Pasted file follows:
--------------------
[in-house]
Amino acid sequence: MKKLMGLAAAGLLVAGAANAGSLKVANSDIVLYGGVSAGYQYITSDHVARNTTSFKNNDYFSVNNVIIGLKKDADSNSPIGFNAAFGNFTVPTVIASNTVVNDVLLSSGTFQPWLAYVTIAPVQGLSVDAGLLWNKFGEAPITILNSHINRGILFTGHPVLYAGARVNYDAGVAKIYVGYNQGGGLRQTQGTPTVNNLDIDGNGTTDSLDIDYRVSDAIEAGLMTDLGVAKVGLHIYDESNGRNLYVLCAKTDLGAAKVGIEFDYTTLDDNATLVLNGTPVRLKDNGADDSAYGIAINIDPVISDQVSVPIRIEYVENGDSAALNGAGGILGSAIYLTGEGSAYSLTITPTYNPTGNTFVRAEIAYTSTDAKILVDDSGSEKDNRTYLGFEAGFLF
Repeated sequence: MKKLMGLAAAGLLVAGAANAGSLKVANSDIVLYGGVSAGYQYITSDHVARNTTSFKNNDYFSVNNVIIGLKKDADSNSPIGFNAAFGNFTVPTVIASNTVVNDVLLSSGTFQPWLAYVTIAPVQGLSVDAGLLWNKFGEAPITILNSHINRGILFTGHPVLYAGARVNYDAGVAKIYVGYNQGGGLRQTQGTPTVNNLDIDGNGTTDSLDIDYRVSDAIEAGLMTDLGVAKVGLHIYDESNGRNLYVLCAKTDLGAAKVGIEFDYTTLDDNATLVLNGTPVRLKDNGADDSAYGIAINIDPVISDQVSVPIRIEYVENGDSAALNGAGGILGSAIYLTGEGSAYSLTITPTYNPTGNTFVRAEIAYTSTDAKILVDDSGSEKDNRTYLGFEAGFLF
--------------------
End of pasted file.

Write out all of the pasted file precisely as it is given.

[in-house]
Amino acid sequence: MKKLMGLAAAGLLVAGAANAGSLKVANSDIVLYGGVSAGYQYITSDHVARNTTSFKNNDYFSVNNVIIGLKKDADSNSPIGFNAAFGNFTVPTVIASNTVVNDVLLSSGTFQPWLAYVTIAPVQGLSVDAGLLWNKFGEAPITILNSHINRGILFTGHPVLYAGARVNYDAGVAKIYVGYNQGGGLRQTQGTPTVNNLDIDGNGTTDSLDIDYRVSDAIEAGLMTDLGVAKVGLHIYDESNGRNLYVLCAKTDLGAAKVGIEFDYTTLDDNATLVLNGTPVRLKDNGADDSAYGIAINIDPVISDQVSVPIRIEYVENGDSAALNGAGGILGSAIYLTGEGSAYSLTITPTYNPTGNTFVRAEIAYTSTDAKILVDDSGSEKDNRTYLGFEAGFLF
Repeated sequence: MKKLMGLAAAGLLVAGAANAGSLKVANSDIVLYGGVSAGYQYITSDHVARNTTSFKNNDYFSVNNVIIGLKKDADSNSPIGFNAAFGNFTVPTVIASNTVVNDVLLSSGTFQPWLAYVTIAPVQGLSVDAGLLWNKFGEAPITILNSHINRGILFTGHPVLYAGARVNYDAGVAKIYVGYNQGGGLRQTQGTPTVNNLDIDGNGTTDSLDIDYRVSDAIEAGLMTDLGVAKVGLHIYDESNGRNLYVLCAKTDLGAAKVGIEFDYTTLDDNATLVLNGTPVRLKDNGADDSAYGIAINIDPVISDQVSVPIRIEYVENGDSAALNGAGGILGSAIYLTGEGSAYSLTITPTYNPTGNTFVRAEIAYTSTDAKILVDDSGSEKDNRTYLGFEAGFLF